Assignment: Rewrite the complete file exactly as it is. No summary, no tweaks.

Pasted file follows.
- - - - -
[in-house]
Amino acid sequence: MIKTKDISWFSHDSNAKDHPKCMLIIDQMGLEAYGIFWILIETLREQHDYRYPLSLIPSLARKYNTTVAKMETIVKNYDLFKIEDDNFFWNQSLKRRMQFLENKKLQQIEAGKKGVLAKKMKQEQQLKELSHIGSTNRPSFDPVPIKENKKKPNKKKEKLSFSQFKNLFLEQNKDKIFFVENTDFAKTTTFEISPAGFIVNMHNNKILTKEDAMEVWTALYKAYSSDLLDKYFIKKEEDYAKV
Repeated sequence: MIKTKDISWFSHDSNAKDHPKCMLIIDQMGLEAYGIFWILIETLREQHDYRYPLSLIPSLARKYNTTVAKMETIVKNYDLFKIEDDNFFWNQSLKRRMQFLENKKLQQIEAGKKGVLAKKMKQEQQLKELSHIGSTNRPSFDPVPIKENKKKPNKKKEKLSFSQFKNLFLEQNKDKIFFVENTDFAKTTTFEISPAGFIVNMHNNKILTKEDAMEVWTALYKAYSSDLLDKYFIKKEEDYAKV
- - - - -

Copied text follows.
[in-house]
Amino acid sequence: MIKTKDISWFSHDSNAKDHPKCMLIIDQMGLEAYGIFWILIETLREQHDYRYPLSLIPSLARKYNTTVAKMETIVKNYDLFKIEDDNFFWNQSLKRRMQFLENKKLQQIEAGKKGVLAKKMKQEQQLKELSHIGSTNRPSFDPVPIKENKKKPNKKKEKLSFSQFKNLFLEQNKDKIFFVENTDFAKTTTFEISPAGFIVNMHNNKILTKEDAMEVWTALYKAYSSDLLDKYFIKKEEDYAKV
Repeated sequence: MIKTKDISWFSHDSNAKDHPKCMLIIDQMGLEAYGIFWILIETLREQHDYRYPLSLIPSLARKYNTTVAKMETIVKNYDLFKIEDDNFFWNQSLKRRMQFLENKKLQQIEAGKKGVLAKKMKQEQQLKELSHIGSTNRPSFDPVPIKENKKKPNKKKEKLSFSQFKNLFLEQNKDKIFFVENTDFAKTTTFEISPAGFIVNMHNNKILTKEDAMEVWTALYKAYSSDLLDKYFIKKEEDYAKV